Ten years ago, when Justin Serugo was away at college in the eastern part of the Democratic Republic of Congo (DRC), a friend showed up at his dorm room one night and told him he had to hide. Rebel forces were on the campus killing young men from Serugo’s tribe, the Banyamulenge.
Serugo spent the night in his friend’s dorm room, listening to gunshots on campus throughout the night. When dawn came, he ran from the school. Corpses littered the roads. He made it across the border into Rwanda and spent three nights in a refugee camp. But the camp wasn’t safe so he moved on.
After a long journey, he ended up in Nairobi, Kenya, with a family friend. Returning to Congo and his family wasn’t safe. He stayed in Nairobi for a few years, taking computer and English classes, before he was relocated in 2008 to St. Louis through a group now called RefugePoint that works with the Office of the United Nations High Commissioner for Refugees.
Serugo, now a research technician at Washington University School of Medicine, believes he survived for a reason. “God’s grace protected me and motivates me now,” he said. “I have to have a meaningful life and achieve great things.”
At the School of Medicine, Serugo works in the laboratory of Jeffrey I. Gordon, MD, director of the Center for Genome Sciences and Systems Biology. Gordon is leading an international team aimed at developing new methods for treating and preventing malnutrition in children by targeting their developing community of gut microbes. This project is funded by the Bill & Melinda Gates Foundation.
Part of the project involves characterizing the microbes in fecal samples obtained from healthy and malnourished children living in Africa and South Asia.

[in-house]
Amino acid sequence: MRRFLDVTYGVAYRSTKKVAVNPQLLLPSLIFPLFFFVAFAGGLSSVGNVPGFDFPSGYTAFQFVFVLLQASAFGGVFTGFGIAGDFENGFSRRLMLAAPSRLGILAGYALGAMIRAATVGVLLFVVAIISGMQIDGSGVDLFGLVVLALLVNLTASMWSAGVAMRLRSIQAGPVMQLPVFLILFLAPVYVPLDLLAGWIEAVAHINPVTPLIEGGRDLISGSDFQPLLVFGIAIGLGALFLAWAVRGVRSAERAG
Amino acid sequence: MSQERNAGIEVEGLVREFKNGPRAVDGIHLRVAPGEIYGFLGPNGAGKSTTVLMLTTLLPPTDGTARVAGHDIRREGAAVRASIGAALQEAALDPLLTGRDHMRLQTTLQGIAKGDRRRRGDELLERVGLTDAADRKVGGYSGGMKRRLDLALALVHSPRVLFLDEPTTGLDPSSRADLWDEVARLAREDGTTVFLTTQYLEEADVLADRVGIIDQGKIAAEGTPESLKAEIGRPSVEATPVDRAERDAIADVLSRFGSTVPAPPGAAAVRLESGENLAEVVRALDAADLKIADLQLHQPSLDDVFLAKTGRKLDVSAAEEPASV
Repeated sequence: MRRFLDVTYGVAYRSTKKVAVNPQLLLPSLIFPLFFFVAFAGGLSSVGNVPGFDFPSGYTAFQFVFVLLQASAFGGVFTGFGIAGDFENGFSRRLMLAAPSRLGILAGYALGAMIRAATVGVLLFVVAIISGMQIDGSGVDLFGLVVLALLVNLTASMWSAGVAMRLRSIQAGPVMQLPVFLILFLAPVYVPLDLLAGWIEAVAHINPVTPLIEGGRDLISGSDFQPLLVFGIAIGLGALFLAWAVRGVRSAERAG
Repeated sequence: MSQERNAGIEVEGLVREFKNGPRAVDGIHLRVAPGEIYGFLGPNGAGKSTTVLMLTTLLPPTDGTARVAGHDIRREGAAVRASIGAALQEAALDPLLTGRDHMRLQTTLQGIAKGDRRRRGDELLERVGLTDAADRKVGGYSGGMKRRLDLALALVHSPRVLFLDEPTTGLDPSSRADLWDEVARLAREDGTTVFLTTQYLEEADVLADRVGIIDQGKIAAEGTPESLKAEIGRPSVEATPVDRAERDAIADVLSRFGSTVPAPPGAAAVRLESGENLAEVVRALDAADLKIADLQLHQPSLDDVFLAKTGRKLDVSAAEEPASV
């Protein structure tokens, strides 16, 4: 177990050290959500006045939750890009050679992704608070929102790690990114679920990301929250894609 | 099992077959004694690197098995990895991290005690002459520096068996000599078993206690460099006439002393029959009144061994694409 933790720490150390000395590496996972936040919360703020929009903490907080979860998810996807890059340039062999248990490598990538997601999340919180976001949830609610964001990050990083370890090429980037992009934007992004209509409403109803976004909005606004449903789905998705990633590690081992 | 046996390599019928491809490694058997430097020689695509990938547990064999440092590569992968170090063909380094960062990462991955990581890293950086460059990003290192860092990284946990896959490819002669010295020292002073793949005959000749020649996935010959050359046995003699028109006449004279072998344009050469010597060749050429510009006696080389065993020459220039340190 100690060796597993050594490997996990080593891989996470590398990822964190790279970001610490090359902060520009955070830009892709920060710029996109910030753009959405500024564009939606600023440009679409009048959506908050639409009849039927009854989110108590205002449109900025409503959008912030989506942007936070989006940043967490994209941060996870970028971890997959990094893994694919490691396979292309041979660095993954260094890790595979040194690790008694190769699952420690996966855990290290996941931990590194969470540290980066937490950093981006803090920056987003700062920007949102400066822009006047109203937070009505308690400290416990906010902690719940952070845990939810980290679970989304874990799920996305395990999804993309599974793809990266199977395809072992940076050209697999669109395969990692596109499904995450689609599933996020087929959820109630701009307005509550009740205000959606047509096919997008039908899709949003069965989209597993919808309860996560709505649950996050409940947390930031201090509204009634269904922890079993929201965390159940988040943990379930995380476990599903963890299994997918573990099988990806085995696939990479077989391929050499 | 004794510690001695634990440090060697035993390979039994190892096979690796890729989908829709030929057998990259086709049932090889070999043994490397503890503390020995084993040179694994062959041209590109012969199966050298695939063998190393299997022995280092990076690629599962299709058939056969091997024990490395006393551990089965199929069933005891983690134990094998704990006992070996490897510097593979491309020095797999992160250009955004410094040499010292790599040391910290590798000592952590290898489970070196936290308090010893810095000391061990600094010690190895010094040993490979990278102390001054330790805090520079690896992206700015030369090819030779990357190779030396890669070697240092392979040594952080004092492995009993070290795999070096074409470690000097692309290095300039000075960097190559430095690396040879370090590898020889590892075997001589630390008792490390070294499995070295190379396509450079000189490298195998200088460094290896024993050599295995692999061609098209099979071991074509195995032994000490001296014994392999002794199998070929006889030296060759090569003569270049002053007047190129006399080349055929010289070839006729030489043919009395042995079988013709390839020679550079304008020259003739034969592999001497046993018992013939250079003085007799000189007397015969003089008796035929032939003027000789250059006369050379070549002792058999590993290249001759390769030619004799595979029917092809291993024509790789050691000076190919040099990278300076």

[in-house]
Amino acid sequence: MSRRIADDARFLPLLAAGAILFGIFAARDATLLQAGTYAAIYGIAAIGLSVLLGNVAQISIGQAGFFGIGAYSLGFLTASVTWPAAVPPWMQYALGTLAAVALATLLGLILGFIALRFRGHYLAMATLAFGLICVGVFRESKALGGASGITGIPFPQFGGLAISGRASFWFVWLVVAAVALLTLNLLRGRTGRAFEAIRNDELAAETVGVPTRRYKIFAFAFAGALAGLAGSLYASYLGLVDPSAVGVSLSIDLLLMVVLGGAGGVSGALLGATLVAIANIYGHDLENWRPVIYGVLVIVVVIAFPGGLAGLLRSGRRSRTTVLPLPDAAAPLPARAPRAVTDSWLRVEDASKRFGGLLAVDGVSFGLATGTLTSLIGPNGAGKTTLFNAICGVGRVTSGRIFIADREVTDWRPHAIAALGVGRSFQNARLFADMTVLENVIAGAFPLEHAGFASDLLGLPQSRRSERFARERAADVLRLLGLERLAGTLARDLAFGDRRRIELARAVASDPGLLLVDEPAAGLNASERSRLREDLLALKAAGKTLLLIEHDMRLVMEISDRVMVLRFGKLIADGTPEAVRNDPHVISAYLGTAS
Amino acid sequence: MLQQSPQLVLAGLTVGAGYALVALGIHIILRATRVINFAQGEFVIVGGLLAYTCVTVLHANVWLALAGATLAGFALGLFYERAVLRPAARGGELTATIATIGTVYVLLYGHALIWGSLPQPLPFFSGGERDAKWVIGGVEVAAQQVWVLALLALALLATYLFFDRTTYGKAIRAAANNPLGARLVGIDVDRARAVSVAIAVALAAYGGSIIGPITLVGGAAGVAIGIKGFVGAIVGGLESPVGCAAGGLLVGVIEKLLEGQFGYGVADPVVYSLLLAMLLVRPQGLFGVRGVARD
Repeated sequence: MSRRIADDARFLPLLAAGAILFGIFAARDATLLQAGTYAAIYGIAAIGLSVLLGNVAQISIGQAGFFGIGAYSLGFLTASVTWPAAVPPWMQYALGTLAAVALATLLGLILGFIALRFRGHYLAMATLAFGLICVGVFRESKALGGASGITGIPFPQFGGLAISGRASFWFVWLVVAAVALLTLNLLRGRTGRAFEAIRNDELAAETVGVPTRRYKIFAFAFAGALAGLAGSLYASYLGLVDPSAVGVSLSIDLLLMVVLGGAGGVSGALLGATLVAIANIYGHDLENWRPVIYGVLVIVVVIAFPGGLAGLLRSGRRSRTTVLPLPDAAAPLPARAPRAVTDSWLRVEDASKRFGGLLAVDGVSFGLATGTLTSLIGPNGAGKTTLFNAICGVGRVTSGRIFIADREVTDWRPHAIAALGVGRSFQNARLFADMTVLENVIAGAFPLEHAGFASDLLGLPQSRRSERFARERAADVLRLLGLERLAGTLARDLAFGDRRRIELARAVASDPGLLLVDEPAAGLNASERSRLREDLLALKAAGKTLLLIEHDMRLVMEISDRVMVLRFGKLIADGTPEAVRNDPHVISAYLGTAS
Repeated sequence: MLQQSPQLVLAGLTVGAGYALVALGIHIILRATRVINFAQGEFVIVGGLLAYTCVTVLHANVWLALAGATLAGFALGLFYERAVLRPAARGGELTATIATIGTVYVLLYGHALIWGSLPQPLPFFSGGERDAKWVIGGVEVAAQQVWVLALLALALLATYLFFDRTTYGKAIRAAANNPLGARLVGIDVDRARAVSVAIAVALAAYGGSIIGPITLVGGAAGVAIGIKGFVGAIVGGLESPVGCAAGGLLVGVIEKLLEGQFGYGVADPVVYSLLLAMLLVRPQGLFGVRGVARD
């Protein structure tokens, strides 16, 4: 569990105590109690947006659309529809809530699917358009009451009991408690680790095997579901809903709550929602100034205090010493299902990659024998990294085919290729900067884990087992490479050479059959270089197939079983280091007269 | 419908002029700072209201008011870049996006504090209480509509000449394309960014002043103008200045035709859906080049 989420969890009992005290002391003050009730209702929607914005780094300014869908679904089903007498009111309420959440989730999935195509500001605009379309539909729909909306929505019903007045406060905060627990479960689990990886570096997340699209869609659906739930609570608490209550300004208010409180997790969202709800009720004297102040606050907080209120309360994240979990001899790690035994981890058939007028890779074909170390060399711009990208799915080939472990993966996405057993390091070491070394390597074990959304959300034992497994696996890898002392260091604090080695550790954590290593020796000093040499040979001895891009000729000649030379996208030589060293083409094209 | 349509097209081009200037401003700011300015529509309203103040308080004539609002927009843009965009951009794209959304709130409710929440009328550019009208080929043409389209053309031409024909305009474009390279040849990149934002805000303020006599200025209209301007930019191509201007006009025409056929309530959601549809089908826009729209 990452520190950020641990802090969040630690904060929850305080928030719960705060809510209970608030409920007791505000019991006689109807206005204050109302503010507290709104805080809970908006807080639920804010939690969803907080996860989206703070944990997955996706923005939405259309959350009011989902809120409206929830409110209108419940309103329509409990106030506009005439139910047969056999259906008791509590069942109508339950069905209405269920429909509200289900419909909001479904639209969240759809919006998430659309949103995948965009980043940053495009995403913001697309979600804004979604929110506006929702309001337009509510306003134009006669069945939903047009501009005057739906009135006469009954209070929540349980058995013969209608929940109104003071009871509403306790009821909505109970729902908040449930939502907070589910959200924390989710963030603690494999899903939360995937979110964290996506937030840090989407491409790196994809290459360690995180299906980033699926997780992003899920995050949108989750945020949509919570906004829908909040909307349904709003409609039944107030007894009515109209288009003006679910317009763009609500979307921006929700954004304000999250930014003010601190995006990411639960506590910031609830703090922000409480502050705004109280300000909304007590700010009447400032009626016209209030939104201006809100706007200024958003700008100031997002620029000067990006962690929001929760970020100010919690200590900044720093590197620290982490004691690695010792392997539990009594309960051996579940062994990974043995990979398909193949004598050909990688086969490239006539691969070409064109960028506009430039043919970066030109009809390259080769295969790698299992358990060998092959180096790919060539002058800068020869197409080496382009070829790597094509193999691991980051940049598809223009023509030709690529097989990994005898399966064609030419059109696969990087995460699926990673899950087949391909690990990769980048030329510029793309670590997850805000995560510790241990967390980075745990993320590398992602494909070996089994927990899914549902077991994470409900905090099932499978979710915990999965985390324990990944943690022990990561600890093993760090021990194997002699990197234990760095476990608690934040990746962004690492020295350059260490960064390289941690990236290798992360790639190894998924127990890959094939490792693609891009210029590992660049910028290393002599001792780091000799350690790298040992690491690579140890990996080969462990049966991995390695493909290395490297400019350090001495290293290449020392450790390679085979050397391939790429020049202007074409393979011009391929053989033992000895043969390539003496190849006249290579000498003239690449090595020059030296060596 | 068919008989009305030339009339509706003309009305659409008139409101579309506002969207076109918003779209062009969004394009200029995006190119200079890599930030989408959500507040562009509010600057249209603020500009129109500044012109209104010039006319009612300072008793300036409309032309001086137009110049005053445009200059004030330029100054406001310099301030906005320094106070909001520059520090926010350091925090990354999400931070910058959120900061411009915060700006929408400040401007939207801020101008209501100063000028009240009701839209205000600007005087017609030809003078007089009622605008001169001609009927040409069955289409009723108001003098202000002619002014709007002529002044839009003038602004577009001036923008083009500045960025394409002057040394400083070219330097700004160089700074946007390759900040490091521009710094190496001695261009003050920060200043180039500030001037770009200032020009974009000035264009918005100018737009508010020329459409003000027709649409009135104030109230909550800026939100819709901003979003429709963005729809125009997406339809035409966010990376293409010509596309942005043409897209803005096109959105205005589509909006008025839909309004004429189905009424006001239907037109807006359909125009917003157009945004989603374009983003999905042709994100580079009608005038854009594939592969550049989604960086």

After Serugo pulverizes frozen samples collected from these children and their microbial content is defined, he helps transplant these communities into the intestines of mice raised under sterile conditions. The mice are fed the same diets as the children. This work is showing how children with malnutrition have defects in the development of their gut microbial communities. The mouse models then are used to identify new food and microbial treatments to promote healthy growth in children.
Serugo also is part of a team that takes care of 800 mice in sterile conditions. His direct supervisor, research lab manager Maria Karlsson, said Serugo rapidly has become an invaluable member of her team. “We couldn’t do our work without him.”
“Justin is extremely bright, an eager and quick
learner, a kind and gracious person and someone who is very committed
to his work and the success of this project,” said Gordon, the Dr.
Robert J. Glaser Distinguished University Professor. “We continue to
find new ways that he can contribute in important ways to our research. ”
Serugo grew up with three brothers and three sisters in a mud hut in the South Kivu province of Congo. His father is a pastor in a Christian church. Serugo attended school and church, played soccer and guarded the livestock at night to protect it from neighboring tribes.
For almost 20 years, war has raged in his homeland. Almost 5 million people have died because of the conflict, famine and disease. Many of Serugo’s tribe, the Banyamulenge, were killed in what is referred to as the Gatumba Massacre in Burundi. Of his 11 childhood friends, only he and one other man still are alive.
When Serugo arrived in St. Louis, after flying on an airplane for the first time, he was surprised when he saw his apartment. “Everyone in Africa believes that in America you will have a computer, a car and a house,” he said. “It wasn’t true. It also was very lonely because I didn’t speak English very well. But I am happy to be alive.”
Serugo worked in housekeeping at a hotel and a casino before he landed a job cleaningmice cages at WUSM in 2011. His hard work led to his promotion last year to research technician and his hiring by Gordon to work on the childhood malnutrition project. He also has started a side commercial and residential cleaning business to give refugees jobs when they first get to St. Louis.
Serugo supports his six siblings, who live in Uganda and have trouble finding work because they are refugees. One of his dreams is to find a way for them to move to the United States. His parents remain in Congo, but it is unsafe for his brothers and sisters to return home.
“Many people in the United States don’t realize how many opportunities they have to work and make their lives better,” said Serugo, who became a U.S. citizen earlier this year. “I’m so grateful for the opportunities I have had and hope that I can bring my family to the United States someday, too.”